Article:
The new engine is rated at 108 horsepower at 5,300 rpm and 121 foot pounds torque at 3,200 rpm. Now 108 horses in a car weighing 2,568 pounds doesn’t sound all that exciting. Performance, though, is quite lively. Helping stretch out the power is a new five-speed manual transmission featuring close ratio gearing. If you play things right and shift on cue, the 80 will go from zero to 60 in about 10 seconds. According to Audi, the 80 was designed for high speed German autobahns and has a top test track speed of 122 mph. Just what is needed for 55 mph highways and radar-armed police.
If one is not driving at autobahn speeds, the 80 will provide decent fuel mileage. The test car averaged 17 miles per gallon city driving and 28 mpg over the highway. Keep in mind, unleaded premium must be used with the high 10.5:1 compression ratio.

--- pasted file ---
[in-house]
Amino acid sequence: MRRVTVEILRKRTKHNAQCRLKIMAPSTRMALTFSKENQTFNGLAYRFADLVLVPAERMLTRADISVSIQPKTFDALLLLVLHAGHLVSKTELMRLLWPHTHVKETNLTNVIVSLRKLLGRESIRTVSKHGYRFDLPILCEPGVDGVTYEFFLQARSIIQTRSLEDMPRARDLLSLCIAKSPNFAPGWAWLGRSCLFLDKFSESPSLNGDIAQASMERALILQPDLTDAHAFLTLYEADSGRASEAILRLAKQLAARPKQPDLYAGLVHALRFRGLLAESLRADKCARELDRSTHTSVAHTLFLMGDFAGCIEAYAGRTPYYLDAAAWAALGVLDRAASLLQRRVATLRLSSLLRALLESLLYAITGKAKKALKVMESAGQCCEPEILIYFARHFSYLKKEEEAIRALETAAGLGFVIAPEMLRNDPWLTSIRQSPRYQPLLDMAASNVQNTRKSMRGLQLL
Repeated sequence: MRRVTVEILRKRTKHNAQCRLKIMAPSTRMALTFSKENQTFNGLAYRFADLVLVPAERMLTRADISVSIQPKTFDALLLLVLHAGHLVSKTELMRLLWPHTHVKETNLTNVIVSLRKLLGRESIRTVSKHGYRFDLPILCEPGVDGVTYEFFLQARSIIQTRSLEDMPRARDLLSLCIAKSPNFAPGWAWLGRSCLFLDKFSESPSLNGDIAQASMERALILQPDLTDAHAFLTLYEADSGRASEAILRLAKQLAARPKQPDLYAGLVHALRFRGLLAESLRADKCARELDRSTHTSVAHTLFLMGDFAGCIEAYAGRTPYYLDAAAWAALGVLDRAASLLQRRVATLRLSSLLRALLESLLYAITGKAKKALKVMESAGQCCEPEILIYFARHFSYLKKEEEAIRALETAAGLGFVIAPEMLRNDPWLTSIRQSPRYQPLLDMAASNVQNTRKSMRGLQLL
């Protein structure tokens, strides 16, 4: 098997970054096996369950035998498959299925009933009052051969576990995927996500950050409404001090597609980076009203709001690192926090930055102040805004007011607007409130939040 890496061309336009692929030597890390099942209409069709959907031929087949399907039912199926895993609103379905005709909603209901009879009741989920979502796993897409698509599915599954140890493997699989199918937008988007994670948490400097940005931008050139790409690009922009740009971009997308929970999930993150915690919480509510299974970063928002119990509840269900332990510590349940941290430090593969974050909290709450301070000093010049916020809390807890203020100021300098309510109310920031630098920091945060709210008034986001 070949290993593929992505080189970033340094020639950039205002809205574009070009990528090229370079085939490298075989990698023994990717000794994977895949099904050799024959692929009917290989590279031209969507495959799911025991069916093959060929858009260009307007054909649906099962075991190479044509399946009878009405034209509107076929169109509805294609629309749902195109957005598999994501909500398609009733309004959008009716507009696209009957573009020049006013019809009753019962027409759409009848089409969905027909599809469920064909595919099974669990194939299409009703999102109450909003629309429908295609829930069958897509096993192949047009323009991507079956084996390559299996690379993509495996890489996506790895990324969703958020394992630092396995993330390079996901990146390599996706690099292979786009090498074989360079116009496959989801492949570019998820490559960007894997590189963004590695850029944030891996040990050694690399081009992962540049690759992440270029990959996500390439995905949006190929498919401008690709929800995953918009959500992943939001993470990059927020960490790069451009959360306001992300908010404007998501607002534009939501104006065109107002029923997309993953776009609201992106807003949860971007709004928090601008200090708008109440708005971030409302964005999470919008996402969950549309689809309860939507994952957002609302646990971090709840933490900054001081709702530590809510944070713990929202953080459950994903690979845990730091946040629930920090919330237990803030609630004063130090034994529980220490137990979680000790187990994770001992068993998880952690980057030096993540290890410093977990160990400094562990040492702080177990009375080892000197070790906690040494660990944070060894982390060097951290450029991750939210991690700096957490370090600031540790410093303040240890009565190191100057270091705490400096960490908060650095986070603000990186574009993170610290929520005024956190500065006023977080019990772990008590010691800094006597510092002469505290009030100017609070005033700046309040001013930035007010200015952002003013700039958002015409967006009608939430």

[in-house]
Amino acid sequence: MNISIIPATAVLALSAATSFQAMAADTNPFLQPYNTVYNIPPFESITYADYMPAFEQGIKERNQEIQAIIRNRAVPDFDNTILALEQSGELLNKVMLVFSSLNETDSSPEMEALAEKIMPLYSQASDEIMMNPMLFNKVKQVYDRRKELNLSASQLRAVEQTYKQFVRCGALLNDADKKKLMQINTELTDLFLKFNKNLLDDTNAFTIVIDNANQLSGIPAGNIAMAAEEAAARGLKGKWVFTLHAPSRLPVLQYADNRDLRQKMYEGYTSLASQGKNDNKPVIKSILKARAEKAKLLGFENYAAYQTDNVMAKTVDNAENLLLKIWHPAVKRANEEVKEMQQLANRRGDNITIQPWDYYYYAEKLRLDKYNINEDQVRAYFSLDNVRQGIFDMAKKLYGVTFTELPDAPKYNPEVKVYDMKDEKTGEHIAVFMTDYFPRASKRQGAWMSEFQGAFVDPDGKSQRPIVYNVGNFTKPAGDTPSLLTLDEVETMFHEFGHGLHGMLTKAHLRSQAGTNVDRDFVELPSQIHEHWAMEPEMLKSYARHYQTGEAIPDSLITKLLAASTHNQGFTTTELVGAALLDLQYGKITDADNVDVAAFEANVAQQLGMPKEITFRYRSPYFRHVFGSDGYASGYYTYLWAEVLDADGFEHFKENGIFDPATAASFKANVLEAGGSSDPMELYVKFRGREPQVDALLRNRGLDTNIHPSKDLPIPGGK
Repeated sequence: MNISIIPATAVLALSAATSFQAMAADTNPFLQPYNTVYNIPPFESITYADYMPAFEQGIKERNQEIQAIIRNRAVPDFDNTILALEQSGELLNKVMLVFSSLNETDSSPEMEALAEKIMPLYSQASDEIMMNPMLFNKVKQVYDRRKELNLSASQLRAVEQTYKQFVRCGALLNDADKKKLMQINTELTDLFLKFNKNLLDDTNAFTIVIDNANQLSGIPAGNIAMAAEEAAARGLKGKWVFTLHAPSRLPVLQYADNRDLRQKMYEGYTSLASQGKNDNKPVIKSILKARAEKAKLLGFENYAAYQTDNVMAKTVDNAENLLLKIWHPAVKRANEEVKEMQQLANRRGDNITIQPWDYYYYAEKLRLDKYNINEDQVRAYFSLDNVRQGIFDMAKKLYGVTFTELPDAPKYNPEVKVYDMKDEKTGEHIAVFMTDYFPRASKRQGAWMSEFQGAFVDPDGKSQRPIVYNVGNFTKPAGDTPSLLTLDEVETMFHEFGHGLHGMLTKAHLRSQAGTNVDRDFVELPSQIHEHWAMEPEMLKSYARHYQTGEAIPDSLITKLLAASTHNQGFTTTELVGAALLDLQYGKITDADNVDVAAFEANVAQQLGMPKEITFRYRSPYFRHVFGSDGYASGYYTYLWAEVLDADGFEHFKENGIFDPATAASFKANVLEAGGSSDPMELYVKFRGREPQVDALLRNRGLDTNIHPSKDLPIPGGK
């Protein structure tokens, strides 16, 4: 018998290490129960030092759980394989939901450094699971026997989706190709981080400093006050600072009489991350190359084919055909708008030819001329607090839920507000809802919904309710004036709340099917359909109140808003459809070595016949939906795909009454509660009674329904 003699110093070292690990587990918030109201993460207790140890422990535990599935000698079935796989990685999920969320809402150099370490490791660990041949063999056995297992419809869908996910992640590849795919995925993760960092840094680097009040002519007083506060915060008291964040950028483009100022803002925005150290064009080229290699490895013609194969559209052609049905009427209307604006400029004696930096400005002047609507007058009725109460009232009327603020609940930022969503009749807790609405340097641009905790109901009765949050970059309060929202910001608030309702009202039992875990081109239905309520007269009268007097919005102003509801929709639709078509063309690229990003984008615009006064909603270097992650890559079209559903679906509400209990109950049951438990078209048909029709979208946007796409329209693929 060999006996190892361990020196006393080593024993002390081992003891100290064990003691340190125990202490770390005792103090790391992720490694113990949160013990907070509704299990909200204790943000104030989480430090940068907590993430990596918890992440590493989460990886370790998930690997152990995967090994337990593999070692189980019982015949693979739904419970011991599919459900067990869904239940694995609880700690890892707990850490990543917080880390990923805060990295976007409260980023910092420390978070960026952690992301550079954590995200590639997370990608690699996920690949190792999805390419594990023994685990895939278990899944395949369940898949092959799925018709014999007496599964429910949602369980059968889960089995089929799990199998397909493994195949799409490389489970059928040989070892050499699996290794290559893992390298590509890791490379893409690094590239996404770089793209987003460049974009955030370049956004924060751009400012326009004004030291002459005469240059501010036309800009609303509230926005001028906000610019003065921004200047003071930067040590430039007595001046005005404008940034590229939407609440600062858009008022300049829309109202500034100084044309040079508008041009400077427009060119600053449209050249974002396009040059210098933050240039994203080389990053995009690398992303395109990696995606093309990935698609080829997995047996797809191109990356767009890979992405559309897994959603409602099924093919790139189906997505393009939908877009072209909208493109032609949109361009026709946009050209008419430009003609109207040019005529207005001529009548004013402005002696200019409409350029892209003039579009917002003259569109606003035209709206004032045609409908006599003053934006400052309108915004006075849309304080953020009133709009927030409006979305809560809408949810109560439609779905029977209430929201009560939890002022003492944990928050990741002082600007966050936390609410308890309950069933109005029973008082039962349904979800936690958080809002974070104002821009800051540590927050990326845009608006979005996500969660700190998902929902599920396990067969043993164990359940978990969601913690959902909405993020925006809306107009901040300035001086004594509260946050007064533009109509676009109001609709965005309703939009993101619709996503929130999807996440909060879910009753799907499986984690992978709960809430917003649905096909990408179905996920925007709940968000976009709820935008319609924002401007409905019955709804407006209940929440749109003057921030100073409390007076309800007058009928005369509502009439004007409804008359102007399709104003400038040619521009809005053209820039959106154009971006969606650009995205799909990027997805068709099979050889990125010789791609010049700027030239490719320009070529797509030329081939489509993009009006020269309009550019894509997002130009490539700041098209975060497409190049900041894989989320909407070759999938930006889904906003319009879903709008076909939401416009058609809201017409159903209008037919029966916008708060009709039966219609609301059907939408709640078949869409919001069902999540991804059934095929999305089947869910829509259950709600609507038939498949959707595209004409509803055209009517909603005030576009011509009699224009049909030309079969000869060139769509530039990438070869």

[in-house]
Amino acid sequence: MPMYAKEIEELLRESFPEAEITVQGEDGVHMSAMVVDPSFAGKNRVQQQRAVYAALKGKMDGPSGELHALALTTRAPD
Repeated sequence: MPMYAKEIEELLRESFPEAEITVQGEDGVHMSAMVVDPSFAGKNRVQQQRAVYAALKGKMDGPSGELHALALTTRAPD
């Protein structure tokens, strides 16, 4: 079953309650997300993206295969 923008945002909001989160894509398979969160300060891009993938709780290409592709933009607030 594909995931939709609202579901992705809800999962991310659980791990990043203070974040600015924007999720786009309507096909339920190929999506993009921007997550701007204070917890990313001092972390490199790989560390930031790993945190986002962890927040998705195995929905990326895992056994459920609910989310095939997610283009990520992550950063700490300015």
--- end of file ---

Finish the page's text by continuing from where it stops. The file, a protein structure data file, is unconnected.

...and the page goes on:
Another interesting feature about the 80, and not one that can be seen but no doubt will be appreciated in years to come, is that it has a fully galvanized body. First introduced on the Audi 5000, the steel body panels are zinc galvanized on both sides. And, according to Audi, the body also receives a 27-step paint process, including a zinc-phosphate prime coating.
Base price on the 80 is $18,600 and the long list of standard equipment includes air conditioning, tinted glass, rear window defogger, cruise control, power windows, dual power mirrors, central locks and six-speaker sound system. Options on the test car totaled $1,665: sun roof, $795; AM/FM stereo cassette with anti-theft coding, $495, and clear-coat metallic paint, $375. Add the $335 destination charge and the price came to $20,600.
The 80 is protected by a 3-year, 50,000 miles limited new vehicle warranty, free Roadside Assistance including membership in the United States Auto Club for three years, and a 6-year limited warranty against corrosion perforation with no mileage limitation.